Now that economic development is starting to pick up in many countries in Africa, the question arises how such development can be balanced with the need for adequate environmental protection. This crucial issue, inherent in the notion of sustainable development, is addressed in this innovative and path-breaking volume. For the first time, academics from seventeen African countries have joined forces to analyse the way in which economic and environmental interests are balanced in their legal systems. The authors all use a common framework to improve the comparability of the country studies. The different country-related chapters do not only provide insights into the formally applicable legal rules (law in the books)., but given that the book brings together academics aware of the practice in Africa, they also describe the way in which environmental policy functions in practice (law in action). Many case studies, with conceptual analyses are provided of pollution incidents and the way in which administrative agencies or courts have on those occasions balanced the interests between the economy, society and the environment. A critical comparative analysis by the editors points at tendencies towards convergence and points of divergence between the African countries. Suggestions for policy reform are also formulated, showing African countries how they can benefit from experiences in the US and Europe.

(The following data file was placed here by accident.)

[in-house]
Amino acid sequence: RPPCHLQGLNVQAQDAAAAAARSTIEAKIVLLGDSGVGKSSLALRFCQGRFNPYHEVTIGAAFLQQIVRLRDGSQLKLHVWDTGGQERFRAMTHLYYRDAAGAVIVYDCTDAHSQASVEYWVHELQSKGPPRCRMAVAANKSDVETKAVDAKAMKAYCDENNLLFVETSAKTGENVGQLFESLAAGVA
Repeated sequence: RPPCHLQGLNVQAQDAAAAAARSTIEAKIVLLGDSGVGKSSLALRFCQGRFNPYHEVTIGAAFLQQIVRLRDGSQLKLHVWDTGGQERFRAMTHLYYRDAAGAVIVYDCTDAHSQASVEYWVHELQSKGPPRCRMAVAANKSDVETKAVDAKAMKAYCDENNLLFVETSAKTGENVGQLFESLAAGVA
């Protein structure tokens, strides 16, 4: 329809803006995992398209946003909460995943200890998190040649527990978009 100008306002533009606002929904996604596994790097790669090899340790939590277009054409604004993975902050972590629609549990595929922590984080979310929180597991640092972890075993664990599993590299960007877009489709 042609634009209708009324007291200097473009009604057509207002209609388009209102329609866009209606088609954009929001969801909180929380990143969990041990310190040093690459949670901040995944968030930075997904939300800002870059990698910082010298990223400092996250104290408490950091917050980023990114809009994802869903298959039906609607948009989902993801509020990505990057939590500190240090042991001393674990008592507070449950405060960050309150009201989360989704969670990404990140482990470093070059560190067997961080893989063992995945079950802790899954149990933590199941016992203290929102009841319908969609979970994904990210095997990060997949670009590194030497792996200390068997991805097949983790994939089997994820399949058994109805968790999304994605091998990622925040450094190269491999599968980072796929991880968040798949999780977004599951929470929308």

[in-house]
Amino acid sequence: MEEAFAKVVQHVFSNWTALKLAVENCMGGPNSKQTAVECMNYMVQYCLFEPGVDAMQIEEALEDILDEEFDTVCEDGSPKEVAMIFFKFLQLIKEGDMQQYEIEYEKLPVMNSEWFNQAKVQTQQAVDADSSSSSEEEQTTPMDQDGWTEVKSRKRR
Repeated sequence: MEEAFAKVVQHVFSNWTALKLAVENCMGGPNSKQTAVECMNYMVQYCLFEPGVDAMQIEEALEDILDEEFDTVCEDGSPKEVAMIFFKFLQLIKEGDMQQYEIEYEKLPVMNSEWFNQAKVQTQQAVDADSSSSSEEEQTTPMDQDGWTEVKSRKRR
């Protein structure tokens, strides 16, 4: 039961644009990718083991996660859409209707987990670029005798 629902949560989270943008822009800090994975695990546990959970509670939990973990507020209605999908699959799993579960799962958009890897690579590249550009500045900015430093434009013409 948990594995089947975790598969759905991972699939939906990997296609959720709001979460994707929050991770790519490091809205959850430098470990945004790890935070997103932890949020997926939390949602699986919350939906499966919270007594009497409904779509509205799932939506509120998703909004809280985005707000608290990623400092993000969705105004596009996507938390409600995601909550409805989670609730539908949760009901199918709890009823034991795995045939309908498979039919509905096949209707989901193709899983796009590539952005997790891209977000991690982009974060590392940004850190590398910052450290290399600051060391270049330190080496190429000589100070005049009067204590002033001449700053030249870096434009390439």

This thought provoking volume is a must for anyone (academic, policymaker or practitioner) interested in sustainable development generally and in Africa in particular.